ANNAPOLIS, Md. (WDVM) — When Baltimore City driver Jason Butler was cited for an improper turn signal, then not having his registration, he was fined. When he didn’t pay the fine, he was jailed for thirty days.
Butler lost his job while incarcerated and with an arrest record it became even more difficult for him to find work, making it even more difficult to pay his fine to the Department of Motor Vehicles.
Wednesday at the State House, Maryland Attorney General Brian Frosh was joined by legislative leaders with the idea that Butler’s situation is worth rethinking on a broader scale.
Lawmakers are pushing a new bill that would decriminalize motor vehicle infractions subject to fine, but still make them subject to collection through Maryland’s civil court system.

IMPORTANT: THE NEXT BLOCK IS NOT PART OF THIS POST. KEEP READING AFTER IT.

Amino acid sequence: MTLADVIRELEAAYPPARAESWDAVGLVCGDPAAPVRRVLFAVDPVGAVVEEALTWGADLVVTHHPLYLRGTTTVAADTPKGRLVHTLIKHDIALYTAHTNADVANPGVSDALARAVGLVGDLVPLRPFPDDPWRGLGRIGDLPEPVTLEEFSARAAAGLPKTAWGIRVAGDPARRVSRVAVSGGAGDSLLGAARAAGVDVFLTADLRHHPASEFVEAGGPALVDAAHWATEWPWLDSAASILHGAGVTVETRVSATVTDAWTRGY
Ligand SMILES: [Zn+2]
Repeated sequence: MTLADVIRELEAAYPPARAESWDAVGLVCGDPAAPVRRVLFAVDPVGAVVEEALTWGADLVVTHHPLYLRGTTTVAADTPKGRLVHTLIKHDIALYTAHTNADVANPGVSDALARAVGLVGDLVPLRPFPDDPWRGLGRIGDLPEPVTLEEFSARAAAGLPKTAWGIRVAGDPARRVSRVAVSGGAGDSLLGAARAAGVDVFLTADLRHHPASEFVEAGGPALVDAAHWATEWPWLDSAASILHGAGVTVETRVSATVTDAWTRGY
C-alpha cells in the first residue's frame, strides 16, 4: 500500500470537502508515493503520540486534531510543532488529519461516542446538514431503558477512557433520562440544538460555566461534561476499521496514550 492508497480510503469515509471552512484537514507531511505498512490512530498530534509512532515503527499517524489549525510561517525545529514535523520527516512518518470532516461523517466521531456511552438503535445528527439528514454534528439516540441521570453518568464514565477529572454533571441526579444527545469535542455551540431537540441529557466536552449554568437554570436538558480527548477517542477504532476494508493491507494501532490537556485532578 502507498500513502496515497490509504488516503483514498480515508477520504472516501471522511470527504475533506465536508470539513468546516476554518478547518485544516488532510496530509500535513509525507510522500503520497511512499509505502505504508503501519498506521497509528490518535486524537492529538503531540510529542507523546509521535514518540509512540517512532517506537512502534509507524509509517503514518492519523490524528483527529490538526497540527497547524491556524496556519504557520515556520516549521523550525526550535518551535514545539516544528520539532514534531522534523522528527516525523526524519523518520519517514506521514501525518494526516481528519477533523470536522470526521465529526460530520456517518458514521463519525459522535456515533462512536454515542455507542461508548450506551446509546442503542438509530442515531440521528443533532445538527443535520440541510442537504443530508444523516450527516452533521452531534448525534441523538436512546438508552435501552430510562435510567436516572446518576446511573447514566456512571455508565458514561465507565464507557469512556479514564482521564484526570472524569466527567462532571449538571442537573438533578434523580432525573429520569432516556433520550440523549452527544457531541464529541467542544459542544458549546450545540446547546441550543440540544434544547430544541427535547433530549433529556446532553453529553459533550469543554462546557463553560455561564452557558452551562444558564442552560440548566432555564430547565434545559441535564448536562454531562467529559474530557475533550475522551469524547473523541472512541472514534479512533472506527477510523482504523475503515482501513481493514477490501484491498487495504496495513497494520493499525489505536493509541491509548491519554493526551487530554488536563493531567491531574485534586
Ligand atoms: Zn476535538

In effect, the proposed law would still hold Jason liable for his fine but he would not face jail time that caused him to lose his livelihood.
“This proposal is a bridge to the dignity of work,” said Senate President Bill Ferguson (D – Baltimore City). “Keeping someone in poverty is no way to collect such a fine.”
The proposal announced Wednesday is modeled after one that Virginia and several other states have. Frosh explained that “there are tens of thousands” of Maryland motorists sanctioned by the DMV.
Baltimore Mayor Jack Young joined the state officials today on behalf of his constituent. “Just because you owe a debt,” Young said, “doesn’t mean you have to lose your job.”
Frosh and Ferguson hope the bill will reach the governor’s desk for his signature before the General Assembly adjourns in April.